Well, Harrys place was next door so why not start there. Eased up to the bar and this long haired blond with a knock out figure and very low cut top immediately comes over to take my order, I ask if she is Dora and she said yes in a Swedish accent. I told her I had seen her notice for crew position and that I quite possibly might be looking for crew and did she have time to talk a few minutes. She said she had plenty of time, but English not so good. I explained that my wife might not be able to make the trip and that I was just trying to get a heads up on crew. Dora explained that she had sailed here with her boyfriend from Sweden, they had a fight so she left the boat, had only the clothes that she was wearing and a two bikinis in her hand bag. She had friends in Brisbane but had to find a way there. Of course she wanted to know what kind of sailboat, I told her it was a motor boat, I’m not sure she understood it didn’t have sails, because she kept saying that all the sails and things made it hard to get a good tan on her boyfriend’s boat. She did ask if I minded topless sunbathing and I of course said no problem. Her other hobby is cooking and she was very excited when I described the kitchen and stove. Dora wanted to come out and see the boat, but told her that it was premature. I said I would drop back by in a couple of days if I was going to be forced into getting a crew.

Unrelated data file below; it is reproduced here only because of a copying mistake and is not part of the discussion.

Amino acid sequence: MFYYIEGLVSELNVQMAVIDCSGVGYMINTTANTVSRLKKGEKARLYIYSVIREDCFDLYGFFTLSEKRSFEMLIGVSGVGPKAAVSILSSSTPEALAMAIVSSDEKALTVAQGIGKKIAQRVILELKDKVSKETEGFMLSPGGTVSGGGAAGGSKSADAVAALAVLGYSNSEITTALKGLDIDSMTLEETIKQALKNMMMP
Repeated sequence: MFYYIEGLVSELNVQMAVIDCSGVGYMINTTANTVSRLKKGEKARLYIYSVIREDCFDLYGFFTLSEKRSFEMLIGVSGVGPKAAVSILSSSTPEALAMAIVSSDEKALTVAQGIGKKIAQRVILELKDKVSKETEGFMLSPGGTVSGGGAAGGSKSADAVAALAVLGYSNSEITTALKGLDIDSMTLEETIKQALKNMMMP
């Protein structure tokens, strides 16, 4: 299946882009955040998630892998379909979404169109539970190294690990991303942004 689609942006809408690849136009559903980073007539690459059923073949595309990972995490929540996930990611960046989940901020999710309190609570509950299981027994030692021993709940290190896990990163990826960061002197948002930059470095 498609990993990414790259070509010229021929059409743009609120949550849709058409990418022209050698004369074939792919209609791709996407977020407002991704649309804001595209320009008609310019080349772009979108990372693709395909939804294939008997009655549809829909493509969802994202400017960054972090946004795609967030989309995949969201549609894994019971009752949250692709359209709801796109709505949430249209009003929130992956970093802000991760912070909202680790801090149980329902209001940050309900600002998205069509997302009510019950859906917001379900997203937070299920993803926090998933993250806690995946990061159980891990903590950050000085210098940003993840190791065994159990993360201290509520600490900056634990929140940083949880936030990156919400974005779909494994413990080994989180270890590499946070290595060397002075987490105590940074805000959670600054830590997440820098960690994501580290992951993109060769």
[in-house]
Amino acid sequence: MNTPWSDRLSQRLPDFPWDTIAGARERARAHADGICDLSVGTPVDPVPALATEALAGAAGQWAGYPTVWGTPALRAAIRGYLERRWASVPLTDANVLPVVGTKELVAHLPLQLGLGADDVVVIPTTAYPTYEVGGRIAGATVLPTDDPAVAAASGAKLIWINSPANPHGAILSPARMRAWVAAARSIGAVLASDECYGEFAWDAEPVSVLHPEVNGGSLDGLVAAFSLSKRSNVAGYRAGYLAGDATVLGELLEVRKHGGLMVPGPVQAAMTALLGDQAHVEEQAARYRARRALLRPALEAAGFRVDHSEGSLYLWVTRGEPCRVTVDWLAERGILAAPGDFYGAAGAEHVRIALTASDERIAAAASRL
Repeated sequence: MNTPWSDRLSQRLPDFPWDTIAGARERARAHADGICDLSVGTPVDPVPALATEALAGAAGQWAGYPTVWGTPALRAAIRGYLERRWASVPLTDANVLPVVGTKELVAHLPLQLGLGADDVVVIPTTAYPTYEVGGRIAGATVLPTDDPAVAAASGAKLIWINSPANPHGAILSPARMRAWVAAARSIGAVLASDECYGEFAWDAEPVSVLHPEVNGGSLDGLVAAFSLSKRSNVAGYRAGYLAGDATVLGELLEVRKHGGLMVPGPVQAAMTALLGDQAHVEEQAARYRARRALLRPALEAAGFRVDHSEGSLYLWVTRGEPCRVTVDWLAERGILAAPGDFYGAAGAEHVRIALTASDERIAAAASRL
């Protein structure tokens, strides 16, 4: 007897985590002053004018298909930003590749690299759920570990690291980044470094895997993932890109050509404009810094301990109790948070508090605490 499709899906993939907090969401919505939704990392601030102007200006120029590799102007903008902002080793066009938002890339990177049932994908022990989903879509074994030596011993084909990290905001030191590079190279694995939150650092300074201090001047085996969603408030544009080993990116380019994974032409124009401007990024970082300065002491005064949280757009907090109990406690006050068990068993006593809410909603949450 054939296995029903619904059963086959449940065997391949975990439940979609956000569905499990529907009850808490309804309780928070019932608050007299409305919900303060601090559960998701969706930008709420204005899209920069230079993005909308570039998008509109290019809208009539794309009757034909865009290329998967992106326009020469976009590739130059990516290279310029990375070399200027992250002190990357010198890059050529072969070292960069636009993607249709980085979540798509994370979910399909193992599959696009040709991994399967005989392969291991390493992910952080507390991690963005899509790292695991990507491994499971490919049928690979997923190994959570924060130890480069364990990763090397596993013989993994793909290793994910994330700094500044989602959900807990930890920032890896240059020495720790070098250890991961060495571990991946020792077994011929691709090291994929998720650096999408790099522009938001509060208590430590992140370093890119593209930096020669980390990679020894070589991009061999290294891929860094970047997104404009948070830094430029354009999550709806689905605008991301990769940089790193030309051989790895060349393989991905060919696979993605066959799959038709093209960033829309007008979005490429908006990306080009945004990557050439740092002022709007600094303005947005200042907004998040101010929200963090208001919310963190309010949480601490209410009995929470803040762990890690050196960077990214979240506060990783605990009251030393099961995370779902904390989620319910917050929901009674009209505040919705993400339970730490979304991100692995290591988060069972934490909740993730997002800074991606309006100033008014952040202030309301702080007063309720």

I really didn’t see any reason for further interviews. Maybe she could help Martha with the cooking?
Aug 17, 2008
Captain's Log #7
Yasur is the world’s most active volcano. There are few places that would allow visitors to stand on the top edge of the cone and look into such a cauldron of fire and molten rock. I guess Vanuatu just doesn’t have any lawyers yet. If it was in New Zealand you would be able to bungy jump into it, they have some kind of limiting liability law. The United States Park Service would not allow anyone within 10 miles of the place.
Night viewing is the most dramatic. Visitors are actually forced to climb the last couple hundred yards up the steep incline, our “taxi”, a Nissan 4x4 with no springs had already negotiated slopes worse than the climb. I think it had to do with the value of the truck. The climb was rather humiliating. I have had an ongoing problem with the hip on my right hind leg, so I was taking it easy on the climb. As I was standing beside the path gasping, a guide helped an 80 year old woman past me. I did beat her to the rim, barely.